At the age of just 39, in the summer of 2007, following a baseline screening mammogram, I was called and told the findings were inconclusive and the recommendation was to follow up in six months. Although I was not particularly worried, I still took quick action and made an appointment for a diagnostic mammogram the following week. Sitting in the waiting room as they continued to take more and more images, I grew increasingly concerned. Alone, I found myself side by side with the radiologist as she explained her suspicions: I was diagnosed with diffuse, high grade ductal carcinoma in situ (DCIS) breast cancer. I was in shock. The only thing I could think of were my children, aged ten and six at the time.
As a pharmacist with prior work experience at the Pittsburgh Cancer Institute, I was fortunate to have knowledge and colleagues to help synthesize the overwhelming amount of information and decisions ahead in the process. I now refer to this as the "diagnostic vortex", where every test will answer certain questions, but also generate new questions. Within a month, after many appointments, biopsies, CT scans, and genetic counseling, I decided to have a mastectomy with TRAM breast reconstruction.
I had a very difficult time recovering from this 12-hour surgery. Physically, the pain was unbearable and because of abdominal complications, I was not allowed to stand for six weeks. Emotionally, I was heartbroken. I did not recognize myself in the mirror. At the same time, I have some of the sweetest memories of my children sitting with me every day after school, kissing me, making me laugh, playing games, and reminding me to be strong. Eventually I recovered and felt empowered. I looked forward to putting cancer in the rear-view mirror.
Sixteen months later in February of 2009, despite the mastectomy, I was diagnosed with a recurrence: invasive ductal carcinoma (IDC) breast cancer, estrogen, progesterone, and HER-2 positive, in the chest wall of the left breast. Over the span of the next 12 months, I went through more surgery, 18 weeks (six cycles) of chemotherapy with Herceptin continuing for a total of 52 weeks (17 cycles), and six weeks of radiation.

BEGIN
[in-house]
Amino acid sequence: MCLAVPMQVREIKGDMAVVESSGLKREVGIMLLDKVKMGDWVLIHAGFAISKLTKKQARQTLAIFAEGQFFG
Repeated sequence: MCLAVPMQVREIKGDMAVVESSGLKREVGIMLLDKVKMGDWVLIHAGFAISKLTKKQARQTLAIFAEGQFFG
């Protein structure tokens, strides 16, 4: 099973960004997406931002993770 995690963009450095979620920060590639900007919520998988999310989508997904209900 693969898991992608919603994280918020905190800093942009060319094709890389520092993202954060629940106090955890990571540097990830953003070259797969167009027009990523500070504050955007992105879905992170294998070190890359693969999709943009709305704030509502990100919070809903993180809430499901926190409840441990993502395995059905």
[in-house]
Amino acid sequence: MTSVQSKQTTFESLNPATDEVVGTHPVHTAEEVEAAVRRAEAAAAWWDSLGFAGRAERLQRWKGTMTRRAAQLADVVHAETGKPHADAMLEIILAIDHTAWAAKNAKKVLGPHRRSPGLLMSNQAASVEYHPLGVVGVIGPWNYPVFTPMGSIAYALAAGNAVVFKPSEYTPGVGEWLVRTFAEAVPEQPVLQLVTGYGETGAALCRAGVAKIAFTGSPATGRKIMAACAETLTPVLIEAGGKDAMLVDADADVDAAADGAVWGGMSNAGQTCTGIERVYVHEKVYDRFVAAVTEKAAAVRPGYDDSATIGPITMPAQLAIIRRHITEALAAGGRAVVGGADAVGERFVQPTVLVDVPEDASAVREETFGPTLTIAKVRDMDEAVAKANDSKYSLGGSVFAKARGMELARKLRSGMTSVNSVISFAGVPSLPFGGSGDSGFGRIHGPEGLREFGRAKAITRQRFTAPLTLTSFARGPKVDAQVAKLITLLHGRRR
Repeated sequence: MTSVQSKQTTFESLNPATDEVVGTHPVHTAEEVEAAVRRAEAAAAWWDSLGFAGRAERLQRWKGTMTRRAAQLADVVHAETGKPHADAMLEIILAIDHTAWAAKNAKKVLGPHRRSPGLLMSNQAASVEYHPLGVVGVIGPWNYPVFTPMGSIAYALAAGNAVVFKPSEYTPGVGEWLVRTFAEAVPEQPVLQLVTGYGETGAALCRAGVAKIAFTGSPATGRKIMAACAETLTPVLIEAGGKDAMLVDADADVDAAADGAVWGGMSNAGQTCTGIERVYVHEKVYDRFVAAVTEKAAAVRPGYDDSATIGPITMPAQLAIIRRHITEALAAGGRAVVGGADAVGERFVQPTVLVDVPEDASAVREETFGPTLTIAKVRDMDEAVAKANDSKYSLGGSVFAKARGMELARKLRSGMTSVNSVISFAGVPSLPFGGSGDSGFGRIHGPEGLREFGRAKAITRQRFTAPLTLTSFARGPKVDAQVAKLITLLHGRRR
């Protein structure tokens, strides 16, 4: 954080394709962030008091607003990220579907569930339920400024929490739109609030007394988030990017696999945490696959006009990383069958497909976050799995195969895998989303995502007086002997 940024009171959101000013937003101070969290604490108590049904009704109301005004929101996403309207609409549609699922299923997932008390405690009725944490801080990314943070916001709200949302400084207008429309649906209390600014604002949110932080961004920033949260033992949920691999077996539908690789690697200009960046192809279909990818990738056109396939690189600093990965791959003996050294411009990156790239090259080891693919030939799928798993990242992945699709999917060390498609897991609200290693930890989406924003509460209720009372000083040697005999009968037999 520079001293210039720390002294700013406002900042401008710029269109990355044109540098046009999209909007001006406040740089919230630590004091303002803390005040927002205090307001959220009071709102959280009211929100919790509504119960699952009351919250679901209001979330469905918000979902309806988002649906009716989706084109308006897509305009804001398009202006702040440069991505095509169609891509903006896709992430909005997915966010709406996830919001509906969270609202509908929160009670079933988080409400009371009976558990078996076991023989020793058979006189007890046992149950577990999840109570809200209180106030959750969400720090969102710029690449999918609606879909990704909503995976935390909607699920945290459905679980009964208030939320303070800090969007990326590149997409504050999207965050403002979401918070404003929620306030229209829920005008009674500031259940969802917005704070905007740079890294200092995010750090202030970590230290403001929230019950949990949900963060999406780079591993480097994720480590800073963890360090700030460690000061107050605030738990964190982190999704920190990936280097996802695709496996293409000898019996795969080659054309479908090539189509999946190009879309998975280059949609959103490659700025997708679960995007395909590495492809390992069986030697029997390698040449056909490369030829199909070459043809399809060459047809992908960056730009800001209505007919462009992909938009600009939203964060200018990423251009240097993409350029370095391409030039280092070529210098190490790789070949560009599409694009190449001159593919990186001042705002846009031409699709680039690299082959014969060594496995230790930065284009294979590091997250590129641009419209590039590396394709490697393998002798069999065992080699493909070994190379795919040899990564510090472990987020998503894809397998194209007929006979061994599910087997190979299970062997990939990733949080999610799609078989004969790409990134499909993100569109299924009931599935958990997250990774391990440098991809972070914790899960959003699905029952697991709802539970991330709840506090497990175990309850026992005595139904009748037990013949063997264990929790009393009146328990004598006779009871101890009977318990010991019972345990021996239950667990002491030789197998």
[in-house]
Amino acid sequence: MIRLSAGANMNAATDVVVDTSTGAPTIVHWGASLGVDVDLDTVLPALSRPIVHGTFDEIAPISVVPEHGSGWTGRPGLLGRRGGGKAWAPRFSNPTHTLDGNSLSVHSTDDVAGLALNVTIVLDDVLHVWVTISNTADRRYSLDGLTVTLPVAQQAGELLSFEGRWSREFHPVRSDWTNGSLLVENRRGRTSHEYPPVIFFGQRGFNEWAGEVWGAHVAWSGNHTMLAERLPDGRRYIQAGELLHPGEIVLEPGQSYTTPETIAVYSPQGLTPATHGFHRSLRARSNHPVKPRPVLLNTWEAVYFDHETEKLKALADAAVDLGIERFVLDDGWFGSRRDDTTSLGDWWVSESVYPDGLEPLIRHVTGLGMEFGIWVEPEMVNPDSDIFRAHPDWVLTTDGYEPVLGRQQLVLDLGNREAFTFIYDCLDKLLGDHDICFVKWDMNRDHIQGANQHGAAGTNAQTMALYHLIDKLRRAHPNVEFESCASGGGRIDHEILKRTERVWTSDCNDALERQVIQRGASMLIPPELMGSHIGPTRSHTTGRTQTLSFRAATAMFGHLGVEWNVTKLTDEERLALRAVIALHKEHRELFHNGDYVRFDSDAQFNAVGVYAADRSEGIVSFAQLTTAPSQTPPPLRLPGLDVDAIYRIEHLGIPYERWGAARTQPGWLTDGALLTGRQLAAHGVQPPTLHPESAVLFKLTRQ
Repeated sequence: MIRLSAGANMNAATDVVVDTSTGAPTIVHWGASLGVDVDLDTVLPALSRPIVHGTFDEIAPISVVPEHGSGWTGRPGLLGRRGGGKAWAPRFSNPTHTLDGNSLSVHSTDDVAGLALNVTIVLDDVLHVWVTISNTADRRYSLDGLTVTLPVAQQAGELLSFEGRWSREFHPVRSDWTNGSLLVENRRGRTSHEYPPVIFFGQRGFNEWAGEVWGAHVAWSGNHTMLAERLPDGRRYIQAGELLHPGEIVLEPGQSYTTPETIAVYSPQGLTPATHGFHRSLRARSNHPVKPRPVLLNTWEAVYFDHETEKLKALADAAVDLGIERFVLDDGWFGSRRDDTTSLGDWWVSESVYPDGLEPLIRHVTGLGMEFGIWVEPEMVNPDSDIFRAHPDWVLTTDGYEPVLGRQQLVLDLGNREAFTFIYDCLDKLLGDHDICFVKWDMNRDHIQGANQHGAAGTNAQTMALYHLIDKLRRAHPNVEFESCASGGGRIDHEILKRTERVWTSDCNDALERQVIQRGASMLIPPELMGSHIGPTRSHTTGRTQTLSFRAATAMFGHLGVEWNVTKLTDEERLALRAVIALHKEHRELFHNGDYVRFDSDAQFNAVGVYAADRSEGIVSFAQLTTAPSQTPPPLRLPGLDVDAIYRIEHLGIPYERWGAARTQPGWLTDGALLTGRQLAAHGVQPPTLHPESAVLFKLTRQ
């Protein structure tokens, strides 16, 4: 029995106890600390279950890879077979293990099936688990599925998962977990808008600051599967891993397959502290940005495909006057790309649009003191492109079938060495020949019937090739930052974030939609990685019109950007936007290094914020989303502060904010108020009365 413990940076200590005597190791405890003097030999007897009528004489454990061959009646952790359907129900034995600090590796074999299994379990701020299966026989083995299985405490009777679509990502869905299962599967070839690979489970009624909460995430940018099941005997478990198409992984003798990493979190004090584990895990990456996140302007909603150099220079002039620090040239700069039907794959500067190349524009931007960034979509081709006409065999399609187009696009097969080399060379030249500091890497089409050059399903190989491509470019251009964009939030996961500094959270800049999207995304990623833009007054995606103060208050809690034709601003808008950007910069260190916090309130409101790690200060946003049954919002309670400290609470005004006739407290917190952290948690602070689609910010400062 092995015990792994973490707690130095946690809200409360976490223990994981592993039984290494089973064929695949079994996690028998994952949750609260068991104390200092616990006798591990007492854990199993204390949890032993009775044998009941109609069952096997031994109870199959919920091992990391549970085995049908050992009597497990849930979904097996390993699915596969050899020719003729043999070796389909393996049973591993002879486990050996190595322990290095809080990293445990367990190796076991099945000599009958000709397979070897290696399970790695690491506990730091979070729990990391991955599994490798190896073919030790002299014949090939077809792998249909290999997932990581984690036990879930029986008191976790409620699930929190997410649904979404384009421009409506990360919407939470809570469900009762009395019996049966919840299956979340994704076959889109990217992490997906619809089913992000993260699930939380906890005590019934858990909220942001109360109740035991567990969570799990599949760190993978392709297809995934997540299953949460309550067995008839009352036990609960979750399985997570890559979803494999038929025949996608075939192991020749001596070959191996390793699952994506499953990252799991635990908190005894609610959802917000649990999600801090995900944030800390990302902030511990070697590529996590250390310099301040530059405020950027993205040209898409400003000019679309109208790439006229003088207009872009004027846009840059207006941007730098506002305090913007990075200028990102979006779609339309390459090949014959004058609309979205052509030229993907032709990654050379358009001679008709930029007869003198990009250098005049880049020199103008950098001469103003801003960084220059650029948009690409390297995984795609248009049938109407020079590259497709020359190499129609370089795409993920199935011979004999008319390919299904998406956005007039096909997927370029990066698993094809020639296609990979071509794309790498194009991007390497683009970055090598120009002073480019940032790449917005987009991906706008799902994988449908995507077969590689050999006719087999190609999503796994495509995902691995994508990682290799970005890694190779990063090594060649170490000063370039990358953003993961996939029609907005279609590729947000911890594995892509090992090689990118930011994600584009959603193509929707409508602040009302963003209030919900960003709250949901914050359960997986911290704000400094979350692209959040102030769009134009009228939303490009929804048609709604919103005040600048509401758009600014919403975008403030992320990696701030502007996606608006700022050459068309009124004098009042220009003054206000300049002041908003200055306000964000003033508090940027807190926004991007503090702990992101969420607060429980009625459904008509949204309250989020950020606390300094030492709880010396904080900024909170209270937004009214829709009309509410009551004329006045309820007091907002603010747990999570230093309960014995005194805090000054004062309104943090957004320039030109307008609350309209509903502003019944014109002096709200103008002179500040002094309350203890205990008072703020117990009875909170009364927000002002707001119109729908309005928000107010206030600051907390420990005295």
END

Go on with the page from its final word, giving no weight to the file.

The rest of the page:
I can never repay my family and friends for their unwavering support through an incredibly difficult year. Whether it was carpooling, delivering flowers, providing meals, rides to doctors' appointments, or just a shoulder to cry on, I am eternally thankful.
I am 52 years old now, 10 years out from my last Herceptin treatment, and filled with gratitude that I have been given the gift of time with my children, my family and my friends. My journey has taught me some important lessons that I share with you:
- Move quickly if you think there is something that is in question.
- Focus on the positive aspects of life.
- Try to see the moments of joy that may not have appeared if not for the struggle.
- You will come to know a whole new level of gratitude.
- Look to the future with hope rather than fear.
Cancer never really goes away. It has affected every part of my life: my children, my marriage and my career, but I am one of the lucky ones. I have been given the chance to keep living and fighting knowing the future has no guarantees.
My hope is that research focuses on the metastatic community. Regardless of the initial diagnosis, 30 percent of all breast cancer patients go on to develop metastatic disease, where the average survival is only three years. Everyone’s journey with breast cancer is different, nobody’s journey with breast cancer is easy. Once you go through cancer, you will be stronger than you ever imagined and almost every challenge, whether business, personal or a pandemic, will pale in comparison to your strength.